When the Green Bay Packers’ veteran quarterback, Aaron Rodgers, had won the 2020 NFL “Most Valuable Player” award in his sixteenth professional season, it seemed he had the sports world at his fingertips. There were almost no sports fans who disliked him. He was even a host on Jeopardy. Rodgers was so loved that, even after he disrespected the Packers organization that had helped to give him everything he has, people were still on his side.
The love fans felt dampened, however, when on the morning of November 3rd, before week nine of the current NFL season, the first news reports that Aaron Rodgers had tested positive for COVID-19 surfaced. This happened just a week after the star receiver on the Packers, Davante Adams, tested positive and missed a week. Initially, the media was not too worried about Rodgers though, as the thirty-seven year old had made it seem like he was vaccinated.
When the news surfaced that Aaron Rodgers had not, in fact, taken the vaccine, he quickly became one of the most hated NFL players, with a new reputation for lying.
“There’s guys on the team that haven’t been vaccinated… I think it’s a personal decision, I’m not going to judge those guys.”
To make the sports world believe he was vaccinated, he dodged many questions. In late August when one reporter directly asked, “Are you vaccinated?” Rodgers responded by telling the press that he was “immunized.” Many people, including myself, probably brushed this away because saying you're “immunized” from COVID-19 could easily be interchangeable with being “vaccinated.” When asked about his team, he said, “There’s guys on the team that haven’t been vaccinated… I think it’s a personal decision, I’m not going to judge those guys.”
"This vaccine is revolutionary; however we don't know a whole lot about it.”
Just days after he tested positive, Rodgers went on The Pat Mcafee Show. He voiced his strong opinions about the vaccine and his reasons for not getting it. Rodgers was clearly skeptical of the vaccine, and claimed that "This vaccine is revolutionary; however we don't know a whole lot about it.” Rodgers has also told the media that he was allergic to the vaccines and that he was skeptical of the Johnson & Johnson vaccine after it was found that people who took it were marginally more likely to get blood clots. He also claimed that the vaccines caused infertility, which has been disproven.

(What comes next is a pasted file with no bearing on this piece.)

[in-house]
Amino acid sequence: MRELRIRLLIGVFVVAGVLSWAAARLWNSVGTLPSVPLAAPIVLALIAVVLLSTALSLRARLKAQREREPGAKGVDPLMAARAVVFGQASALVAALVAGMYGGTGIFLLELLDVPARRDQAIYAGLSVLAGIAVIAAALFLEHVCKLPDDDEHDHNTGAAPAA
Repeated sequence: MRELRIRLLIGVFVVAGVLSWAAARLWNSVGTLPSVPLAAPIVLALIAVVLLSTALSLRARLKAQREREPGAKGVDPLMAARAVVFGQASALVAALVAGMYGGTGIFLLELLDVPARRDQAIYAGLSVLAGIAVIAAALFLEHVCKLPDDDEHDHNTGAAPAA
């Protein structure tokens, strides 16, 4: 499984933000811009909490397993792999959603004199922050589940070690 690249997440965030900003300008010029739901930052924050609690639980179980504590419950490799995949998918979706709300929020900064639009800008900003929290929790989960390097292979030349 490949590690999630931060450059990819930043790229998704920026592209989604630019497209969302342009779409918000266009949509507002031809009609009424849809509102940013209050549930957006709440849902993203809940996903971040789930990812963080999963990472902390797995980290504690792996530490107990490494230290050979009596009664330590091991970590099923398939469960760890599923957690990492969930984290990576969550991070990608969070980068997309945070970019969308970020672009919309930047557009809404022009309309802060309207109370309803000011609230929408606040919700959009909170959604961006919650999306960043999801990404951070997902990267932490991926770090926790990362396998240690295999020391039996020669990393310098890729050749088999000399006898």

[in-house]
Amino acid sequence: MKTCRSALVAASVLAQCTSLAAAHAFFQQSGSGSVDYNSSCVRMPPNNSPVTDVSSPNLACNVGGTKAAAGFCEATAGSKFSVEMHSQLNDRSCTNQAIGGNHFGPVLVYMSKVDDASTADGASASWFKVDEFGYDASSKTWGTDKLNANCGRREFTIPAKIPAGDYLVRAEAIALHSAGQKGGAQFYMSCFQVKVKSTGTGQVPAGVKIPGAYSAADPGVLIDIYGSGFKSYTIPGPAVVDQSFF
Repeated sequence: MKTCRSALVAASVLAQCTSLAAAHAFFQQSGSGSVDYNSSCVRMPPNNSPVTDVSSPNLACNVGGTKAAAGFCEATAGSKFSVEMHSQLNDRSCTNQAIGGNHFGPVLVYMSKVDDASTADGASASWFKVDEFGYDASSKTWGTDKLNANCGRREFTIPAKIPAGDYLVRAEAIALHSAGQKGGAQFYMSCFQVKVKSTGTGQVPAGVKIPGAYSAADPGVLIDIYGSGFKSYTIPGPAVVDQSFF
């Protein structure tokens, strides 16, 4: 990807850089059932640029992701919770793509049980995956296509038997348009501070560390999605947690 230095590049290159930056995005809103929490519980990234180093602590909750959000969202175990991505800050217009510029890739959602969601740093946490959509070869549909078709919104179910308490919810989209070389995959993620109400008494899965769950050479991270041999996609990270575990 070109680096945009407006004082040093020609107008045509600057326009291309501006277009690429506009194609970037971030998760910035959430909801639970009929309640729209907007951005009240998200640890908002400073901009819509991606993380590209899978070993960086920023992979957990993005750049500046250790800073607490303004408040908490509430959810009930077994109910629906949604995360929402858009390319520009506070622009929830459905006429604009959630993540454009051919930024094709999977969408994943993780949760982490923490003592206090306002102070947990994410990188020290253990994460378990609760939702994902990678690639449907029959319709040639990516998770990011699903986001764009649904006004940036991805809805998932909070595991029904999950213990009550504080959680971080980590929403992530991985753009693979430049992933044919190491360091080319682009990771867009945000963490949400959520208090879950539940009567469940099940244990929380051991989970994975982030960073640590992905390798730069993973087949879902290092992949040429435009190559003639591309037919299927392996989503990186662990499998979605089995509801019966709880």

Another possible reason for Rodgers’ beliefs lied in his source for information about the vaccine. He stated that he “consulted with a now good friend of mine, Joe Rogan, after he got Covid, and I've a lot of the stuff he recommended in his podcast and on the phone to me.” Joe Rogan, a UFC commentator and podcaster, is someone known for spreading conspiracy theories and “dangerous COVID-19 misinformation,” specifically misinformation that tells listeners to not get the vaccine.
Furthermore, the Packer star revealed he’s “been taking monoclonal antibodies, ivermectin, zinc, vitamin C and DHCQ [hydroxychloroquine] and I feel pretty incredible." While studies from UNC on monoclonal antibodies have proved they “reduced the risk of COVID-19 by 81.6% several months after a single dose,” the FDA has warned people to not use “hydroxychloroquine or chloroquine for COVID-19 outside of the hospital setting or a clinical trial due to risk of heart rhythm problems.” Along with this, hydroxychloroquine has undergone studies from the Tropical Medicine Foundation in Brazil that revealed that it “increased mortality” on patients with COVID-19, and has been described as a “nightmare” by scientists.
When Aaron Rodgers sat on the sidelines in week nine of the NFL season because of a positive COVID-19 test, nobody could’ve expected the damage that would be done to his reputation. Since the test, Aaron Rodgers has returned to playing and seems to be in peak form, with almost no punishment for his actions. What’s more, fans can possess short memories. Still, Aaron Rodgers went from being the face of the NFL to a name synonymous with lying.